“A lack of biodiversity has unimaginable consequences [and] we won’t be able to turn back time. It is true I must put my health first, but I must also look to the future, and my health then. I can choose to eat, or not, now, but when I face the consequences of what we have done to the planet, I will have no choice.”
“I’m frustrated because I don’t feel there is time to waste, and the people in charge are not taking the problem seriously,” he continued. “I don’t know how to affect change, and the future scares me. I don’t know what to do. I want to do a hunger strike because I’m scared for my future. I’m happy that Rankin was elected premier but his plan is not ambitious enough.”
In his first throne speech, Premier Iain Rankin had said his government would “accelerate the implementation of the recommendations of the report of Professor William Lahey to adopt ecological forestry principles, placing protection of the ecosystem and biodiversity in the forefront of forest management practices.” His government then introduced Bill 4, a proposed Biodiversity Act, which was meant “to provide for the stewardship, conservation, sustainable use and governance of biodiversity in the Province, as part of an integrated framework of legislation.”
After Bill 4 was tabled, an industry-led propaganda push that disguised itself as a community-driven coalition of concerned private landowners pressured the province into scrapping many of the provisions within the Act that were meant to protect our forests. On Tuesday Jennifer Henderson reported that the provincial legislature’s Law Amendments Committee voted to scrap “as many as 10 pages that would have allowed the government to create and enforce ‘biodiversity management zones’ on private as well as Crown lands to protect the habitat of endangered species.” Private landowners control 70 per cent of the province’s landmass, so the Act, as it stands now, has lost most of its teeth. Among other amendments (the Act has gone down from 50 plus sections to 18) the new version of the Act will no longer allow the province to invoke Emergency Orders to intervene on private land in situations where the Act is being contravened.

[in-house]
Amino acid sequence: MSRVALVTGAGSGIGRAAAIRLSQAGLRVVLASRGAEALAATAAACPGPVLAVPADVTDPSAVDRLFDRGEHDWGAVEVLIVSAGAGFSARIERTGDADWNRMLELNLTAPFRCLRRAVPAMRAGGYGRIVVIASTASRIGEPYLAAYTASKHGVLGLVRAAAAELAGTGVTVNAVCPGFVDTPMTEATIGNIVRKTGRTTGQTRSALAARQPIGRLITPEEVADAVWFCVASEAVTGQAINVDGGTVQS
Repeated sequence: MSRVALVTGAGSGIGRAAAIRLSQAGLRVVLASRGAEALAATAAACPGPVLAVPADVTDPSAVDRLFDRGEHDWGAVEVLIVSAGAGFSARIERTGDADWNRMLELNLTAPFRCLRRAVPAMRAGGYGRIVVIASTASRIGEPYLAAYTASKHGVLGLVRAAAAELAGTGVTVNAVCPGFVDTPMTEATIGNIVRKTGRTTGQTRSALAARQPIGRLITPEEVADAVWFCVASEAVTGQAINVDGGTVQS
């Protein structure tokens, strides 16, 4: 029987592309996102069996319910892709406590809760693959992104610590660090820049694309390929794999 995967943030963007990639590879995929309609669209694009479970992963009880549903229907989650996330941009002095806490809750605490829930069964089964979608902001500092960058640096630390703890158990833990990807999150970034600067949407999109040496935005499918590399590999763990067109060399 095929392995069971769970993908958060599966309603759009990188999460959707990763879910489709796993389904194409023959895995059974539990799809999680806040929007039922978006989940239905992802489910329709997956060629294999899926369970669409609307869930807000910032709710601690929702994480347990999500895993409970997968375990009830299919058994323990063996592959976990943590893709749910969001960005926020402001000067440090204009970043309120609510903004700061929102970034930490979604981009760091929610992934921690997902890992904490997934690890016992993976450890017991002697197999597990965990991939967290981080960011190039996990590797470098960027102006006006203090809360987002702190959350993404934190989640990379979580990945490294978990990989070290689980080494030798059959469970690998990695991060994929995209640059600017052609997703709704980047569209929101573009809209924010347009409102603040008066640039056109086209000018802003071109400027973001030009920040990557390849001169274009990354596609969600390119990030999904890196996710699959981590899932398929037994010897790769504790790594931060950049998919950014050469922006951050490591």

So, in the same month that the bill was tabled, it was robbed of most of its power to actually protect biodiversity in this province. Not great for something called the BIODIVERSITY Act. It’s best summed up in the headline to Stephen Kimber’s op-ed on the Rankin’s immediate failings as an environmental leader in this province: Well, that didn’t take long.
To find out more about the adverse effects of clearcutting on biodiversity, forests and the environment in general, check out Bob Bancroft’s contributed explainer piece on the issue from March 10. You can also read Jennifer Henderson’s look at some of the vagueries surrounding logging rules and their applications in this province when it comes to clearcutting.
3. Natural Gas
This month saw some more Examiner coverage of Pieridae Energy (Canada) Limited’s proposed liquified natural gas (LNG) plant in Goldboro on the Eastern Shore.
(For a deeper background on the project, and a look at how other proposed LNG plants have failed to come to fruition since 2005, check out Joan Baxter’s in-depth two-part report from October, the Goldboro Gamble, here and here.)
It’s now been a decade since the LNG plant was proposed, but still nothing has been built. Despite this, Tim Bousquet reported on March 15 that Pieridae is asking for $925 million in grants, loans, or loan guarantees from the federal government to jumpstart the project. This, following a report that a major part of the project’s funding — the US $4.5 billion dollars in loan guarantees that the company supposedly has from the German government — isn’t actually guaranteed at all. When Joan Baxter contacted the German Ministry for Economic Affairs and Energy to ask about the “guarantees,” she was told that the government has sent Pieridae a letter of intent to provide these funds, but there is nothing binding them to this agreement.
Another revelation about the project: much of the natural gas that would be piped into the plant would come from Pensylvania, where fracking methods are used to extract the resource. Fracking has been banned both in Germany and Nova Scotia, so it seems a bit unprincipled for Germany to fund a plant, and Nova Scotia to have one built, that would sell natural gas obtained by an extraction method that’s illegal in both places. Tim Bousquet compared it to turning a blind eye to child labour in other countries:
“[W]e ban child labour in Nova Scotia because we care about the health and welfare of Nova Scotian children, but imagine if we had a scheme to profit from child labour in some other country. What do we care about children working in factories in Malaysia if it means a few years of additional work for construction workers in rural Guysborough? Such an attitude would be reprehensible, of course. As it is with fracking: whatever reasons we have for banning fracking in Nova Scotia should apply equally to our sourcing of fuel from Pennsylvania.”
On top of all this, there’s the question of whether natural gas is an environmentally viable option right now, given the current climate — yes, I mean that literally as well as figuratively. In an article from March 22, Bousquet spoke with Premier Rankin, who said he believed natural gas is a transition fuel that will help us wean off coal. But is it akin to taking up chewing tobacco to quit smoking? Bousquet isn’t convinced that natural gas can be justified as a responsible transition toward renewable energy: